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Writing off job-related moving costs

Unemployment figures released last week were still bad, but not as bad.

Part of the reason may be that some folks have found work in new places.

Moving materials A recent survey by the outplacement firm Challenger, Gray & Christmas found that slightly more than 18 percent of job seekers who got work in the second quarter of 2009 moved in order to take their new positions.

That compares with 14.3 percent in the first quarter of the year. During the same time period last year, the number of job-related relocations was 11.4 percent.

I totally agree with Seeking Alpha that this is a good sign: "One of the enduring strengths of the economy has been the willingness to strike out and move to where employment opportunities were better."

In announcing the job relocation survey results, Challenger noted that while many folks who move still are likely to lose money on the sale of their homes, the overwhelming desire to get back to work appears to be outweighing the perceived real estate risks.

And if the move-for-work trend continues, it could actually help improve some housing markets. Challenger says it could reignite home sales in parts of the country with plentiful job opportunities.

Moving tax tips: One of the nice things about moving for a job is that you can deduct some of those costs. Even better, you don't have to itemize to claim these expenses.

You must, however, meet a couple of basic requirements.

The move has to be work related. You can't simply write off a change of scenery.

You also must meet the IRS' time and distance tests.

"Time" means you have to work at your new location for at least 39 weeks in the first year after your move.

"Distance" requires that your new job be at least 50 miles farther from your previous residence than your last office was from that home. Basically, the IRS isn't going to help pay for a move that simply provides you an easier commute.

If you're reentering the full-time workforce, you can claim the deduction even if you don't have a job when you move.

If you're married and file jointly, only one spouse needs to meet both the time and distance tests.

Filing basics: As for filing itself, you do have to fill out another piece of tax paperwork, Form 3903.

And, no surprise here, the IRS has plenty of moving deduction do's and don'ts. Here are some of the more interesting ones.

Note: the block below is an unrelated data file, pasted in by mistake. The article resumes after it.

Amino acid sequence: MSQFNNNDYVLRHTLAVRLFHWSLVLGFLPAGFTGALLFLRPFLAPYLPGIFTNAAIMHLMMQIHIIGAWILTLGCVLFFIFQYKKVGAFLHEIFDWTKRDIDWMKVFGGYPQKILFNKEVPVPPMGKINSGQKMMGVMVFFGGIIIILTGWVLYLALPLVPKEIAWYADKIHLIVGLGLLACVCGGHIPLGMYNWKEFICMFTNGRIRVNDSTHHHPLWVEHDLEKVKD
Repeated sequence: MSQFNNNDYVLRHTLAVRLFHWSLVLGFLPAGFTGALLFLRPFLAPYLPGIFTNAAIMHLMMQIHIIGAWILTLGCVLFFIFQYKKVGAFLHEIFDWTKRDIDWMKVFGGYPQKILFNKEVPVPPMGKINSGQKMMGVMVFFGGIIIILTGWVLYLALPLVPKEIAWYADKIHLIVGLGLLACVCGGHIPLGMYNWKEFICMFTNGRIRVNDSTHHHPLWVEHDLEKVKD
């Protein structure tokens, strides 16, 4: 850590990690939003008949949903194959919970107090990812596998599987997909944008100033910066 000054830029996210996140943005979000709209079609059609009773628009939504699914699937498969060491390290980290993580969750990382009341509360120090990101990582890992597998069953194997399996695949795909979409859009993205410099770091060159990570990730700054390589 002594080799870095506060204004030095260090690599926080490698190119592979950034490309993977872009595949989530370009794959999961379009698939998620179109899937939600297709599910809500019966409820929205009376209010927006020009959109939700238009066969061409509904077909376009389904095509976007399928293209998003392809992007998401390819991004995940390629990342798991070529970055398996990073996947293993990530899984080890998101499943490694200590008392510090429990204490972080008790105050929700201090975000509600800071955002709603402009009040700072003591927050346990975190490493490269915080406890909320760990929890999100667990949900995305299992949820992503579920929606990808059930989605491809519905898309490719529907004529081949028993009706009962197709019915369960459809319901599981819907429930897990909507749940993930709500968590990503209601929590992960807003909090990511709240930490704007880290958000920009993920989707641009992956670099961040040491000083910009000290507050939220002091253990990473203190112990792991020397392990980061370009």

Costs to transport pets are deductible.

So is the cost to have your car hauled to your new home.

If you drive your vehicle to your new locale, you can deduct actual driving costs (such as gas and oil) or keep track of miles and write them off at, for 2009 filings, 24 cents per mile. Just make sure you don't dally. The IRS says your route should be the most direct from your old home to your new residence.

If you're moving to take your first job, you can deduct allowable moving costs. But in one of the oddities of tax law, you cannot deduct any job search expenses you incurred to land your first-ever paying position. Go figure.

Insurance to cover your move, as well as the fee for up to 30 days of storage, also can be claimed.

But don't try writing off other expenses.

You can't claim any expenses incurred in buying or selling a house or breaking a lease. That forfeited apartment security deposit is yours alone to cover.

And in-transit meals aren't deductible. The thinking here is that everyone eats, so why should movers get a break for lunch on the road while stationary diners don't?

Move moving material: The IRS has moving expense details in Publication 521 (this is still the 2008 version, but the basics will be the same for 2009 returns). The tax agency also provides an online "tax trail" that walks you through the tax issues related to a move.

You can find additional info in this Bankrate story, this Lawyers.com item and from blogger William Perez at About.com Tax Planning.


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